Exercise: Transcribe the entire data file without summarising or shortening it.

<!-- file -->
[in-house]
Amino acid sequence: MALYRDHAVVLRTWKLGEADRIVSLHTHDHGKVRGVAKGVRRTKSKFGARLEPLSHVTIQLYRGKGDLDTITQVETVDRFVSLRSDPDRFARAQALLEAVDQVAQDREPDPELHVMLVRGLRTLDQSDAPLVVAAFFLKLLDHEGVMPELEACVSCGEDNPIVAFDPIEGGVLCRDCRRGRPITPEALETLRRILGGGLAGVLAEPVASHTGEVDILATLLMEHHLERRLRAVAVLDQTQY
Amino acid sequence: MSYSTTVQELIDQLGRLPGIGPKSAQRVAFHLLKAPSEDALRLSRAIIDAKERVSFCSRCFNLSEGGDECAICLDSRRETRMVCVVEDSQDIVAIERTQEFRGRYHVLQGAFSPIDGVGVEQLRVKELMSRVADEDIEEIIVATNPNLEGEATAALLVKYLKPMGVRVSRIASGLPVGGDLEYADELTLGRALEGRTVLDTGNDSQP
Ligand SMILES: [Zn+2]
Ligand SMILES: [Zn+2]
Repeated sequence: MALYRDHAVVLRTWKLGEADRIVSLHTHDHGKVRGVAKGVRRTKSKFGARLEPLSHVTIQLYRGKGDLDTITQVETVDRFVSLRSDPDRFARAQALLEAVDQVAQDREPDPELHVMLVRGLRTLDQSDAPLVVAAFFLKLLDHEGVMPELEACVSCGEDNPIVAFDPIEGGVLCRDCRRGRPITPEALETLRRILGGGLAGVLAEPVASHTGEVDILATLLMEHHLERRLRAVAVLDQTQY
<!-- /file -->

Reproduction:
[in-house]
Amino acid sequence: MALYRDHAVVLRTWKLGEADRIVSLHTHDHGKVRGVAKGVRRTKSKFGARLEPLSHVTIQLYRGKGDLDTITQVETVDRFVSLRSDPDRFARAQALLEAVDQVAQDREPDPELHVMLVRGLRTLDQSDAPLVVAAFFLKLLDHEGVMPELEACVSCGEDNPIVAFDPIEGGVLCRDCRRGRPITPEALETLRRILGGGLAGVLAEPVASHTGEVDILATLLMEHHLERRLRAVAVLDQTQY
Amino acid sequence: MSYSTTVQELIDQLGRLPGIGPKSAQRVAFHLLKAPSEDALRLSRAIIDAKERVSFCSRCFNLSEGGDECAICLDSRRETRMVCVVEDSQDIVAIERTQEFRGRYHVLQGAFSPIDGVGVEQLRVKELMSRVADEDIEEIIVATNPNLEGEATAALLVKYLKPMGVRVSRIASGLPVGGDLEYADELTLGRALEGRTVLDTGNDSQP
Ligand SMILES: [Zn+2]
Ligand SMILES: [Zn+2]
Repeated sequence: MALYRDHAVVLRTWKLGEADRIVSLHTHDHGKVRGVAKGVRRTKSKFGARLEPLSHVTIQLYRGKGDLDTITQVETVDRFVSLRSDPDRFARAQALLEAVDQVAQDREPDPELHVMLVRGLRTLDQSDAPLVVAAFFLKLLDHEGVMPELEACVSCGEDNPIVAFDPIEGGVLCRDCRRGRPITPEALETLRRILGGGLAGVLAEPVASHTGEVDILATLLMEHHLERRLRAVAVLDQTQY